For several hours on Nov. 20, the House Judiciary Committee conducted a markup of H.R. 5038, the Farm Workforce Modernization Act, touted as the latest bipartisan attempt to offer agricultural producers a solution to their labor issues.
The bill advanced out of committee by a vote of 18-12, but some of the shortcomings of the bill also were revealed, as identified by the ranking member of the committee and one of the largest agricultural groups, the American Farm Bureau Federation.
The bipartisan effort was negotiated over eight months with input from agricultural stakeholders and labor organizations and was introduced with the support of 26 Democrats and 23 Republicans. Reps. Zoe Lofgren (D., Cal.), one of the lead sponsors of the bill, directed the markup on Wednesday.
“Our bill offers stability for American farms by providing a path to legal status for farmworkers. In addition, the Farm Workforce Modernization Act addresses the nation’s future labor needs by modernizing an outdated system for temporary workers while ensuring fair wages and workplace conditions,” Lofgren said following the committee vote.
One of the components of the bill is a pathway to legal status, which was an important piece of the puzzle for many Democrats. The program establishes a program for agricultural workers -- as well as their spouses and minor children -- to earn legal status through continued agricultural employments. To qualify, they must show at least 180 days of agricultural employment over the last two years.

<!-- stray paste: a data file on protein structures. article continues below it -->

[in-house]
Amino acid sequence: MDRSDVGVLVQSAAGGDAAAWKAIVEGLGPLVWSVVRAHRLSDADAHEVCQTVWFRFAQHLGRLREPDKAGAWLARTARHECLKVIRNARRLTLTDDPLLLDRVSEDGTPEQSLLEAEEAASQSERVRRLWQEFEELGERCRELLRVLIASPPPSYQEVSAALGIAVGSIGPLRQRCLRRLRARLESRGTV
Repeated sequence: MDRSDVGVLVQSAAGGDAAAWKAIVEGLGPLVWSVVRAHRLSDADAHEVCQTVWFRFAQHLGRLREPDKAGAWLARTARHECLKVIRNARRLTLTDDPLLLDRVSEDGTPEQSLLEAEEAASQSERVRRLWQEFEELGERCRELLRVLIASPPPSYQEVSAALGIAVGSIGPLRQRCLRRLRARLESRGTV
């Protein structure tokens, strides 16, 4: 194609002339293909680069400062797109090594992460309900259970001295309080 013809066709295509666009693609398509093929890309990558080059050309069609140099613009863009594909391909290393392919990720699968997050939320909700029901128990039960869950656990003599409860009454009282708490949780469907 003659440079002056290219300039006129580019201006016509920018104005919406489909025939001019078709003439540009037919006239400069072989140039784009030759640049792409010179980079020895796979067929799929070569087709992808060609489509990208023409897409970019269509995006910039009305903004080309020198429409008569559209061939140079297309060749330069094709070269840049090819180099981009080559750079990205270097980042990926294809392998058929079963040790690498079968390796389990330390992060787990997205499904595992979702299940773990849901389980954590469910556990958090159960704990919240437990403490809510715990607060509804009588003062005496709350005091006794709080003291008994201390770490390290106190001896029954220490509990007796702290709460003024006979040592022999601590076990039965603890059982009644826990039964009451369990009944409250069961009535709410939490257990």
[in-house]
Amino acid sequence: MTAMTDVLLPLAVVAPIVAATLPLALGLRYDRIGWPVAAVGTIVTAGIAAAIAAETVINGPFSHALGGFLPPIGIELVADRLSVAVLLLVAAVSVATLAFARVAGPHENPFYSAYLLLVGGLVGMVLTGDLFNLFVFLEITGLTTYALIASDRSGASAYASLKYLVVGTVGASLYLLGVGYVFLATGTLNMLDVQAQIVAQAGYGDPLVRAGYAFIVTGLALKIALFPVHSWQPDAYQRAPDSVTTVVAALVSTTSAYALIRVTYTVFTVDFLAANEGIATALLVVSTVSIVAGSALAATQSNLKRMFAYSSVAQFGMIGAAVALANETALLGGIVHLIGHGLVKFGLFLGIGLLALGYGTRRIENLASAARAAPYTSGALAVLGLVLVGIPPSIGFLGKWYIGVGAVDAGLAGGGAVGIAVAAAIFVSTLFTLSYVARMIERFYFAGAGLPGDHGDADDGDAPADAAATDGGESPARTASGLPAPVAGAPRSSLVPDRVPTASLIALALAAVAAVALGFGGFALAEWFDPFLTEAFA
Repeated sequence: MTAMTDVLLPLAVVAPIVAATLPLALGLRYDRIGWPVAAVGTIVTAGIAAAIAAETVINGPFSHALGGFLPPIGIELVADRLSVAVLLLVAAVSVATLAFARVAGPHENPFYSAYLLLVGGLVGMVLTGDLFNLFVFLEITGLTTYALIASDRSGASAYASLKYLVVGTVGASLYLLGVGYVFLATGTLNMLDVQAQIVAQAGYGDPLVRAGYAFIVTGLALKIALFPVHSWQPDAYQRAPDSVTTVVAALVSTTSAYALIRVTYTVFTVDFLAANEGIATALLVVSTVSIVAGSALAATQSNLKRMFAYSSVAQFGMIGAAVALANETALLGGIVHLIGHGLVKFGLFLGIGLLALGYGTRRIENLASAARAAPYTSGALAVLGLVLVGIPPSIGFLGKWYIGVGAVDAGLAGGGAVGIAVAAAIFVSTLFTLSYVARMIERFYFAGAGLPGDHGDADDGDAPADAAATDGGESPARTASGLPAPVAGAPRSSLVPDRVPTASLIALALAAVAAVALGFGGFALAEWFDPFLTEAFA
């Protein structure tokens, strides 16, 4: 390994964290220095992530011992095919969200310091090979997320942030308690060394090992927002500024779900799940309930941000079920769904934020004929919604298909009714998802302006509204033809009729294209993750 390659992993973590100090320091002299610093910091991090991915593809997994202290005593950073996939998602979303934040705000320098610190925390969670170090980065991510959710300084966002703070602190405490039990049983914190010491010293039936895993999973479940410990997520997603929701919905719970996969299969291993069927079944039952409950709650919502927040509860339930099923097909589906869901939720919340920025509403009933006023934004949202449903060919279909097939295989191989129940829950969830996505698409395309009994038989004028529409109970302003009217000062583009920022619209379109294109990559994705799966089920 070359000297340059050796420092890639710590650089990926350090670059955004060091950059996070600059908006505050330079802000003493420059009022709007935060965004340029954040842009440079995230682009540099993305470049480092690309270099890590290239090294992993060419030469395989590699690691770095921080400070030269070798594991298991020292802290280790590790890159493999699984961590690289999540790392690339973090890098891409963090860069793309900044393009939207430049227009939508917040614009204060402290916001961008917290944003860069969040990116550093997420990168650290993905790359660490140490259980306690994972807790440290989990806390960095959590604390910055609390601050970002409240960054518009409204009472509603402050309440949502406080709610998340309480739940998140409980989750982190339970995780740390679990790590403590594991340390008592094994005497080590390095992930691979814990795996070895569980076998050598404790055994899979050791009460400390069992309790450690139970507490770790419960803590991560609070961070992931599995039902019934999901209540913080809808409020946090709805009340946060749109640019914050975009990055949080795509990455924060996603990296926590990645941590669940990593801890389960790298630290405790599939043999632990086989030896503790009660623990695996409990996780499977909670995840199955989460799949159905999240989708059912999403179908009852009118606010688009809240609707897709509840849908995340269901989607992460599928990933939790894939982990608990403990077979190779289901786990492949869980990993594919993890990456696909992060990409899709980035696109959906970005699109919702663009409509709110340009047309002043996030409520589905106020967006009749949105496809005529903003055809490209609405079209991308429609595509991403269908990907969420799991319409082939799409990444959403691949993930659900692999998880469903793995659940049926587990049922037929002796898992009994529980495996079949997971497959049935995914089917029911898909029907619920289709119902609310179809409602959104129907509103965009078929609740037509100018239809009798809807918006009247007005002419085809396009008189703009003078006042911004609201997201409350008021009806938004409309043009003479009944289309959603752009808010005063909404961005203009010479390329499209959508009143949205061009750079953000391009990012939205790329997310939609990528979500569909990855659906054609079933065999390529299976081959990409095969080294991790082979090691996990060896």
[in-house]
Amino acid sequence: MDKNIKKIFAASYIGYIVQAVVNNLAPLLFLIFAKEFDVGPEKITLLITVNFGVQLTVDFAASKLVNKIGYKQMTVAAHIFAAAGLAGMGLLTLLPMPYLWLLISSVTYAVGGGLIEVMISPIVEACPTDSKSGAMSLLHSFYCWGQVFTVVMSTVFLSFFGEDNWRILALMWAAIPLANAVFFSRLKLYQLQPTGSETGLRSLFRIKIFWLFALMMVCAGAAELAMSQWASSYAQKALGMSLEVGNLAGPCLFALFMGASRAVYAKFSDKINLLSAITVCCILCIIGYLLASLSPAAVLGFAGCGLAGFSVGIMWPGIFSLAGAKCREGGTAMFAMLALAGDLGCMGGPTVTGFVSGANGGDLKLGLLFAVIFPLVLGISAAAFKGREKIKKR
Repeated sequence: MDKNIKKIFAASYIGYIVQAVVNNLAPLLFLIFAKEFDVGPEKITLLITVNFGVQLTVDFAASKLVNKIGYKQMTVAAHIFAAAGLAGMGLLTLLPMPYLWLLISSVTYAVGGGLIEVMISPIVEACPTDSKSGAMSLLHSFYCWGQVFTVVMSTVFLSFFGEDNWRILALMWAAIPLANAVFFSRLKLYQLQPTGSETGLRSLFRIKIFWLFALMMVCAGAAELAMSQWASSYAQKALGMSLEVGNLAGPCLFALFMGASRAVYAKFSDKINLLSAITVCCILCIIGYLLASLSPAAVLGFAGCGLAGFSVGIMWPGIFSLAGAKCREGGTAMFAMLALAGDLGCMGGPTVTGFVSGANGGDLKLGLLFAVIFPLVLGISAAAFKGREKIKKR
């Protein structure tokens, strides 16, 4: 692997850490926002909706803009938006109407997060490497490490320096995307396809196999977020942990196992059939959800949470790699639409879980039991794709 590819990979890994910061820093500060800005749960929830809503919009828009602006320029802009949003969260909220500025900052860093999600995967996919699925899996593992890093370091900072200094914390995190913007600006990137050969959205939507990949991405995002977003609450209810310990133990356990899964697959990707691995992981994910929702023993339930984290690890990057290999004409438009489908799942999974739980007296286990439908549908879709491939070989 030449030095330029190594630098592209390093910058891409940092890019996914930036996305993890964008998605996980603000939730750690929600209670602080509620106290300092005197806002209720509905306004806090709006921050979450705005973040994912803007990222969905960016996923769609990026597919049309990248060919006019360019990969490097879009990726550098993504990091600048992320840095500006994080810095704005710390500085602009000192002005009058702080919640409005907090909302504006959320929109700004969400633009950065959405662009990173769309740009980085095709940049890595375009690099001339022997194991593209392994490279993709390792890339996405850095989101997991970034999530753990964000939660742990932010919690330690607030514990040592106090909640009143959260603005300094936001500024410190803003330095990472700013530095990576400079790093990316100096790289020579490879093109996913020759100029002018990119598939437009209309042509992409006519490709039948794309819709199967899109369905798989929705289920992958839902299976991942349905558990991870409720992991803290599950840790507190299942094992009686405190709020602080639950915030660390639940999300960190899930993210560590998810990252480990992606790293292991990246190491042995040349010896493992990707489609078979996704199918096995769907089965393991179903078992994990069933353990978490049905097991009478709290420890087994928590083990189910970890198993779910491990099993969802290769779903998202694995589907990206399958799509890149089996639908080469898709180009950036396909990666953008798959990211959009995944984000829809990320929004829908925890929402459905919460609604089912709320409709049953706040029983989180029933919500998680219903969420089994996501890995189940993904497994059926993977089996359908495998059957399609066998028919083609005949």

House Judiciary Committee ranking member Doug Collins (R., Ga.) said it is unknown how many people will take advantage of this amnesty. “Estimates from groups like Farmworker Justice put the number of farm workers in the U.S. at 2.4 million, while other estimates reach as high as 2.7 million. Even at the very conservative estimate that 50% of farm workers are here illegally, well over a million-and-a-half people will get a path to citizenship, and because that 50% number is from a self-reported survey, we can expect the number of illegal workers is even higher than that,” he said.
The House proposal also modifies the H-2A program to provide what the bill's authors claim is “more flexibility for employers while ensuring critical protections for workers. The bill would focus on modifications to make the program more responsive and user friendly for employers.”
The agriculture industry has asked that Congress provide access to the H-2A program for all sectors of agriculture. While H.R. 5038 covers the dairy industry, it leaves out other important sectors like meat and poultry processing, forestry and aquaculture, Collins added in his comments during the markup. During attempts in 2018 led by former chairman Rep. Bob Goodlatte (R., Va.), the changes to year-round use of H-2A allowed the meat and poultry sectors to also be included. Collins, who represents a district where the poultry industry employs more than 16,000 people, said the exclusion of meat and poultry processors in the 2019 attempt is an “enormous problem.”